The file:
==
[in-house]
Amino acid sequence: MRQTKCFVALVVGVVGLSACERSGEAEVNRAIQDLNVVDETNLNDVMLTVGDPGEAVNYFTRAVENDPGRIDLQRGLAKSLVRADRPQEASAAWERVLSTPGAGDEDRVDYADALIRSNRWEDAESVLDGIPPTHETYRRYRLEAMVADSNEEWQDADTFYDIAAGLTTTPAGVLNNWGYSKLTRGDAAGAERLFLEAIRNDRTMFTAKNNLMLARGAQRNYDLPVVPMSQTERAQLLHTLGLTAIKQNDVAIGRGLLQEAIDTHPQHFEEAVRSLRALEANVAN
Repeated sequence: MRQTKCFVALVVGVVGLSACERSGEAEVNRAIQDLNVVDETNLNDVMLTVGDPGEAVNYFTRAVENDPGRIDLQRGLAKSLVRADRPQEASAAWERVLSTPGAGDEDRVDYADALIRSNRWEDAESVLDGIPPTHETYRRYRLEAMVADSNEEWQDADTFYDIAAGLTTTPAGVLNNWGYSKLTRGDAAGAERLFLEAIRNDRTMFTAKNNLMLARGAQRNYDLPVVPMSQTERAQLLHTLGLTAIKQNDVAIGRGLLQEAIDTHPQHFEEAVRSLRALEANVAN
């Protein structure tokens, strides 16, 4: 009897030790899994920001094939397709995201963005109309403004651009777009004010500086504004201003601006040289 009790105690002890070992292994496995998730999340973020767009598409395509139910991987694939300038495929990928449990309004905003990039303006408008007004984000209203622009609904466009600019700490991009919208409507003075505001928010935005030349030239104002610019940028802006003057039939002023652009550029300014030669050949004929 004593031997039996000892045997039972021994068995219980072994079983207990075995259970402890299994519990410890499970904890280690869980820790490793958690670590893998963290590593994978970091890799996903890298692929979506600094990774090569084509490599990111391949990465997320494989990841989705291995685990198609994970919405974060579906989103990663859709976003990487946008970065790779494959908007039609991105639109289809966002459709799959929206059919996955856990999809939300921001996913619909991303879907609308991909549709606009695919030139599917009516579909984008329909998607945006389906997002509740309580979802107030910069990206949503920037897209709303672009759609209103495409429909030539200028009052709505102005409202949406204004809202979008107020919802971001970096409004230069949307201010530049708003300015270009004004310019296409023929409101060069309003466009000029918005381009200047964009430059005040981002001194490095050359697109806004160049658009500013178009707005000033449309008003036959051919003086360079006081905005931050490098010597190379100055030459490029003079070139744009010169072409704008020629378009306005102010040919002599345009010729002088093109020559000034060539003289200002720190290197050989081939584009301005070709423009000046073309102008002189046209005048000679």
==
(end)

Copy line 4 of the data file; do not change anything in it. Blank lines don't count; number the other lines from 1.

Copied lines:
């Protein structure tokens, strides 16, 4: 009897030790899994920001094939397709995201963005109309403004651009777009004010500086504004201003601006040289 009790105690002890070992292994496995998730999340973020767009598409395509139910991987694939300038495929990928449990309004905003990039303006408008007004984000209203622009609904466009600019700490991009919208409507003075505001928010935005030349030239104002610019940028802006003057039939002023652009550029300014030669050949004929 004593031997039996000892045997039972021994068995219980072994079983207990075995259970402890299994519990410890499970904890280690869980820790490793958690670590893998963290590593994978970091890799996903890298692929979506600094990774090569084509490599990111391949990465997320494989990841989705291995685990198609994970919405974060579906989103990663859709976003990487946008970065790779494959908007039609991105639109289809966002459709799959929206059919996955856990999809939300921001996913619909991303879907609308991909549709606009695919030139599917009516579909984008329909998607945006389906997002509740309580979802107030910069990206949503920037897209709303672009759609209103495409429909030539200028009052709505102005409202949406204004809202979008107020919802971001970096409004230069949307201010530049708003300015270009004004310019296409023929409101060069309003466009000029918005381009200047964009430059005040981002001194490095050359697109806004160049658009500013178009707005000033449309008003036959051919003086360079006081905005931050490098010597190379100055030459490029003079070139744009010169072409704008020629378009306005102010040919002599345009010729002088093109020559000034060539003289200002720190290197050989081939584009301005070709423009000046073309102008002189046209005048000679």